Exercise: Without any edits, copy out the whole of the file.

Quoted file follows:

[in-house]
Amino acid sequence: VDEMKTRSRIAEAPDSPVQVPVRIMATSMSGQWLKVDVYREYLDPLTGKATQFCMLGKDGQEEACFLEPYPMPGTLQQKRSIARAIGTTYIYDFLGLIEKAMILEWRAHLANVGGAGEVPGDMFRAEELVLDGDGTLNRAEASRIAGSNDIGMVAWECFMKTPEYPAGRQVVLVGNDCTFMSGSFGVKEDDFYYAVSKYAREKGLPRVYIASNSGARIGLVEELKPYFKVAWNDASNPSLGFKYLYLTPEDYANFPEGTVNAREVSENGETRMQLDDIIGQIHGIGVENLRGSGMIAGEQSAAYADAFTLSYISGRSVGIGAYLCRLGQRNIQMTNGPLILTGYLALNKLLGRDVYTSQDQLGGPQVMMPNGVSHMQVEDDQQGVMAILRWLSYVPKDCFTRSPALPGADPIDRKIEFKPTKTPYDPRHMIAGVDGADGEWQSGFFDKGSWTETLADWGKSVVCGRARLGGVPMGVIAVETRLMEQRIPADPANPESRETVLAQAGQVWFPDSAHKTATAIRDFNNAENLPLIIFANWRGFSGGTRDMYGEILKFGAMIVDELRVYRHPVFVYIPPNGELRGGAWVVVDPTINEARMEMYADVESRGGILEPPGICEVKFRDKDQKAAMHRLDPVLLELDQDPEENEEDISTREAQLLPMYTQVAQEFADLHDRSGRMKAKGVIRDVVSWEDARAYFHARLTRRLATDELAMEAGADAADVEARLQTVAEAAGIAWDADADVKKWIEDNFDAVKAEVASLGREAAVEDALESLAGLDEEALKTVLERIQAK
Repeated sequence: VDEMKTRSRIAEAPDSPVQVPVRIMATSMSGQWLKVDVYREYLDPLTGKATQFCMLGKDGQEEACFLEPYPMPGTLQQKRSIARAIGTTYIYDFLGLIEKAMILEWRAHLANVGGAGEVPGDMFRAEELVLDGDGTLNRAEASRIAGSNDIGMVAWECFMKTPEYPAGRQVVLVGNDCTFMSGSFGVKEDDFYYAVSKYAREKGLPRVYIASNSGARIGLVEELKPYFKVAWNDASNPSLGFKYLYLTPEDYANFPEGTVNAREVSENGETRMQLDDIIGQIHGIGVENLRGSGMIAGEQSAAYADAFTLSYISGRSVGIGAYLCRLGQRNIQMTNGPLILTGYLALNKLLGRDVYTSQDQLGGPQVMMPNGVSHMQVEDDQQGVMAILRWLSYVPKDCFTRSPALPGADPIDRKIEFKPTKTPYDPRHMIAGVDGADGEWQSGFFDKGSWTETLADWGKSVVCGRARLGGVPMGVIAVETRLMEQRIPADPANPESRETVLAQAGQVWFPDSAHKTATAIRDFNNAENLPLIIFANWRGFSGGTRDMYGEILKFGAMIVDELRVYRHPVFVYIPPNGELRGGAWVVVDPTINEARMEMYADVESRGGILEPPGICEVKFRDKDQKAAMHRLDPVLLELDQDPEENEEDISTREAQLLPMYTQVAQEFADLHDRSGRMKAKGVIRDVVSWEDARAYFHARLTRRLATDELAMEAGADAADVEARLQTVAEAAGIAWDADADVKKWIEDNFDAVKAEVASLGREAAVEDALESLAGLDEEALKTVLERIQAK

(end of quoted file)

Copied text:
[in-house]
Amino acid sequence: VDEMKTRSRIAEAPDSPVQVPVRIMATSMSGQWLKVDVYREYLDPLTGKATQFCMLGKDGQEEACFLEPYPMPGTLQQKRSIARAIGTTYIYDFLGLIEKAMILEWRAHLANVGGAGEVPGDMFRAEELVLDGDGTLNRAEASRIAGSNDIGMVAWECFMKTPEYPAGRQVVLVGNDCTFMSGSFGVKEDDFYYAVSKYAREKGLPRVYIASNSGARIGLVEELKPYFKVAWNDASNPSLGFKYLYLTPEDYANFPEGTVNAREVSENGETRMQLDDIIGQIHGIGVENLRGSGMIAGEQSAAYADAFTLSYISGRSVGIGAYLCRLGQRNIQMTNGPLILTGYLALNKLLGRDVYTSQDQLGGPQVMMPNGVSHMQVEDDQQGVMAILRWLSYVPKDCFTRSPALPGADPIDRKIEFKPTKTPYDPRHMIAGVDGADGEWQSGFFDKGSWTETLADWGKSVVCGRARLGGVPMGVIAVETRLMEQRIPADPANPESRETVLAQAGQVWFPDSAHKTATAIRDFNNAENLPLIIFANWRGFSGGTRDMYGEILKFGAMIVDELRVYRHPVFVYIPPNGELRGGAWVVVDPTINEARMEMYADVESRGGILEPPGICEVKFRDKDQKAAMHRLDPVLLELDQDPEENEEDISTREAQLLPMYTQVAQEFADLHDRSGRMKAKGVIRDVVSWEDARAYFHARLTRRLATDELAMEAGADAADVEARLQTVAEAAGIAWDADADVKKWIEDNFDAVKAEVASLGREAAVEDALESLAGLDEEALKTVLERIQAK
Repeated sequence: VDEMKTRSRIAEAPDSPVQVPVRIMATSMSGQWLKVDVYREYLDPLTGKATQFCMLGKDGQEEACFLEPYPMPGTLQQKRSIARAIGTTYIYDFLGLIEKAMILEWRAHLANVGGAGEVPGDMFRAEELVLDGDGTLNRAEASRIAGSNDIGMVAWECFMKTPEYPAGRQVVLVGNDCTFMSGSFGVKEDDFYYAVSKYAREKGLPRVYIASNSGARIGLVEELKPYFKVAWNDASNPSLGFKYLYLTPEDYANFPEGTVNAREVSENGETRMQLDDIIGQIHGIGVENLRGSGMIAGEQSAAYADAFTLSYISGRSVGIGAYLCRLGQRNIQMTNGPLILTGYLALNKLLGRDVYTSQDQLGGPQVMMPNGVSHMQVEDDQQGVMAILRWLSYVPKDCFTRSPALPGADPIDRKIEFKPTKTPYDPRHMIAGVDGADGEWQSGFFDKGSWTETLADWGKSVVCGRARLGGVPMGVIAVETRLMEQRIPADPANPESRETVLAQAGQVWFPDSAHKTATAIRDFNNAENLPLIIFANWRGFSGGTRDMYGEILKFGAMIVDELRVYRHPVFVYIPPNGELRGGAWVVVDPTINEARMEMYADVESRGGILEPPGICEVKFRDKDQKAAMHRLDPVLLELDQDPEENEEDISTREAQLLPMYTQVAQEFADLHDRSGRMKAKGVIRDVVSWEDARAYFHARLTRRLATDELAMEAGADAADVEARLQTVAEAAGIAWDADADVKKWIEDNFDAVKAEVASLGREAAVEDALESLAGLDEEALKTVLERIQAK